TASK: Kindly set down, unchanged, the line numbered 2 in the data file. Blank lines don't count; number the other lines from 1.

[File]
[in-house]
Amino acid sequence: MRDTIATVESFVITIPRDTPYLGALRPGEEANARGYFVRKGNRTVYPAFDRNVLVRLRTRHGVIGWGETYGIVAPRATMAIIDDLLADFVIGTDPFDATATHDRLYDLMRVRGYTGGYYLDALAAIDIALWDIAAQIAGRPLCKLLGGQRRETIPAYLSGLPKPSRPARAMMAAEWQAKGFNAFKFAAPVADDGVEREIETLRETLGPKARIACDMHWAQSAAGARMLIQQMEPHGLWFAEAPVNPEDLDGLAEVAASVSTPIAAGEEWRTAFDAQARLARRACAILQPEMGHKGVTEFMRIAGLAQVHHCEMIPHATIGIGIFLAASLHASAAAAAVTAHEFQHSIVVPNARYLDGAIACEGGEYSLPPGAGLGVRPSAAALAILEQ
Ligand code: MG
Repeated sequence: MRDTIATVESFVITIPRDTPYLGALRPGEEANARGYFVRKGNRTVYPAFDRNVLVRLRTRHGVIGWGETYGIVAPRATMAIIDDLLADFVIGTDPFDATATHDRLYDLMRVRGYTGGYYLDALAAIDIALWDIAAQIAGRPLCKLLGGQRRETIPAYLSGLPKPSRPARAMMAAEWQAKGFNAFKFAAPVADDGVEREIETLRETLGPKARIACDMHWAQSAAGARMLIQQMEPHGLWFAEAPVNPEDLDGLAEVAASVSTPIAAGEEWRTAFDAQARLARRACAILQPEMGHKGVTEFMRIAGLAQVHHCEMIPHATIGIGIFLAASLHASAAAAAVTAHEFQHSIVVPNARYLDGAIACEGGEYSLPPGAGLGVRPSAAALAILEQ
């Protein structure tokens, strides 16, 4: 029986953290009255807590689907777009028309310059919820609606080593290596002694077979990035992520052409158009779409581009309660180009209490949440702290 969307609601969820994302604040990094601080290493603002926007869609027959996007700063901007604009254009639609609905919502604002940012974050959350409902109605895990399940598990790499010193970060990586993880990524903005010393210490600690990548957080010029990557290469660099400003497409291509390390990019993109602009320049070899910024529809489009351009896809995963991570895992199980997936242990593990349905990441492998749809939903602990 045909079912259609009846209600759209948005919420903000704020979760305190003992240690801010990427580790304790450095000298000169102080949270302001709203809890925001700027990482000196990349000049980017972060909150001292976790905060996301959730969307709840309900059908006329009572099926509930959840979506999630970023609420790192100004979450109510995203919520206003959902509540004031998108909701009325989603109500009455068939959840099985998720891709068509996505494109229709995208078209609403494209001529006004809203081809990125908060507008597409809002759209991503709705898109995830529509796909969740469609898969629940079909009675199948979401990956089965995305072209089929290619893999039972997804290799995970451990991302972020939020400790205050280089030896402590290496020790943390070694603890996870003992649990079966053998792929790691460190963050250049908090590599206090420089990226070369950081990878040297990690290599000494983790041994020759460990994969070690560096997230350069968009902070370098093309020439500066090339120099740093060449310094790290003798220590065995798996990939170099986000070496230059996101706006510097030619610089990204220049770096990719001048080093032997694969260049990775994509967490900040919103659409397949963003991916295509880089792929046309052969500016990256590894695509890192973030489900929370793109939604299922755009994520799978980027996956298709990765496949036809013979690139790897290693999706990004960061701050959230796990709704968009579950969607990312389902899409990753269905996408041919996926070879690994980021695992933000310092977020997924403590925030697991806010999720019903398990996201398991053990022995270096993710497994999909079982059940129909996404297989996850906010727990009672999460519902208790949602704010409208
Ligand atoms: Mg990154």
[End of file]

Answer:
Amino acid sequence: MRDTIATVESFVITIPRDTPYLGALRPGEEANARGYFVRKGNRTVYPAFDRNVLVRLRTRHGVIGWGETYGIVAPRATMAIIDDLLADFVIGTDPFDATATHDRLYDLMRVRGYTGGYYLDALAAIDIALWDIAAQIAGRPLCKLLGGQRRETIPAYLSGLPKPSRPARAMMAAEWQAKGFNAFKFAAPVADDGVEREIETLRETLGPKARIACDMHWAQSAAGARMLIQQMEPHGLWFAEAPVNPEDLDGLAEVAASVSTPIAAGEEWRTAFDAQARLARRACAILQPEMGHKGVTEFMRIAGLAQVHHCEMIPHATIGIGIFLAASLHASAAAAAVTAHEFQHSIVVPNARYLDGAIACEGGEYSLPPGAGLGVRPSAAALAILEQ